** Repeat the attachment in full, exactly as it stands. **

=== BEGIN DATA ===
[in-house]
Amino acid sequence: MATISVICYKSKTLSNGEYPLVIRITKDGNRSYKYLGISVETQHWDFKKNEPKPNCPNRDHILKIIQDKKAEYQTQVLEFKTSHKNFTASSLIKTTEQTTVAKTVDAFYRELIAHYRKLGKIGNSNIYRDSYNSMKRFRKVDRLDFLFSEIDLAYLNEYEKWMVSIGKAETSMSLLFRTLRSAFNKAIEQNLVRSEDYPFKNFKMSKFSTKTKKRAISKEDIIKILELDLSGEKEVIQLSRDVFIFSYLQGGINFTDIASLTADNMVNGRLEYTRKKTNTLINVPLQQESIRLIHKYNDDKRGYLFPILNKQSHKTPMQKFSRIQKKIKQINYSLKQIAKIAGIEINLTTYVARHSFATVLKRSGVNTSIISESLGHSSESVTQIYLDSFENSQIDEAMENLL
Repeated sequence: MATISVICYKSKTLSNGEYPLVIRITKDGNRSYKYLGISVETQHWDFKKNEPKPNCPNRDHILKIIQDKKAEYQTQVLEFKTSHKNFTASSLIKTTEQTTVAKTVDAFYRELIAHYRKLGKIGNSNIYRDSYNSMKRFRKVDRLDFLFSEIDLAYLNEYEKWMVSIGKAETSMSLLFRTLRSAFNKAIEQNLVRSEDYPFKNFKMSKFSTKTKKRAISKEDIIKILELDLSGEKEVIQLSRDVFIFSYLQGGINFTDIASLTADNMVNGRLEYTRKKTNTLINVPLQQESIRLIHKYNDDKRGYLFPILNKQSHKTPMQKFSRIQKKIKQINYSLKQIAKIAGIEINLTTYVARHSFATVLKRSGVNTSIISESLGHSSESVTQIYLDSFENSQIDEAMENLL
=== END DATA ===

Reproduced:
[in-house]
Amino acid sequence: MATISVICYKSKTLSNGEYPLVIRITKDGNRSYKYLGISVETQHWDFKKNEPKPNCPNRDHILKIIQDKKAEYQTQVLEFKTSHKNFTASSLIKTTEQTTVAKTVDAFYRELIAHYRKLGKIGNSNIYRDSYNSMKRFRKVDRLDFLFSEIDLAYLNEYEKWMVSIGKAETSMSLLFRTLRSAFNKAIEQNLVRSEDYPFKNFKMSKFSTKTKKRAISKEDIIKILELDLSGEKEVIQLSRDVFIFSYLQGGINFTDIASLTADNMVNGRLEYTRKKTNTLINVPLQQESIRLIHKYNDDKRGYLFPILNKQSHKTPMQKFSRIQKKIKQINYSLKQIAKIAGIEINLTTYVARHSFATVLKRSGVNTSIISESLGHSSESVTQIYLDSFENSQIDEAMENLL
Repeated sequence: MATISVICYKSKTLSNGEYPLVIRITKDGNRSYKYLGISVETQHWDFKKNEPKPNCPNRDHILKIIQDKKAEYQTQVLEFKTSHKNFTASSLIKTTEQTTVAKTVDAFYRELIAHYRKLGKIGNSNIYRDSYNSMKRFRKVDRLDFLFSEIDLAYLNEYEKWMVSIGKAETSMSLLFRTLRSAFNKAIEQNLVRSEDYPFKNFKMSKFSTKTKKRAISKEDIIKILELDLSGEKEVIQLSRDVFIFSYLQGGINFTDIASLTADNMVNGRLEYTRKKTNTLINVPLQQESIRLIHKYNDDKRGYLFPILNKQSHKTPMQKFSRIQKKIKQINYSLKQIAKIAGIEINLTTYVARHSFATVLKRSGVNTSIISESLGHSSESVTQIYLDSFENSQIDEAMENLL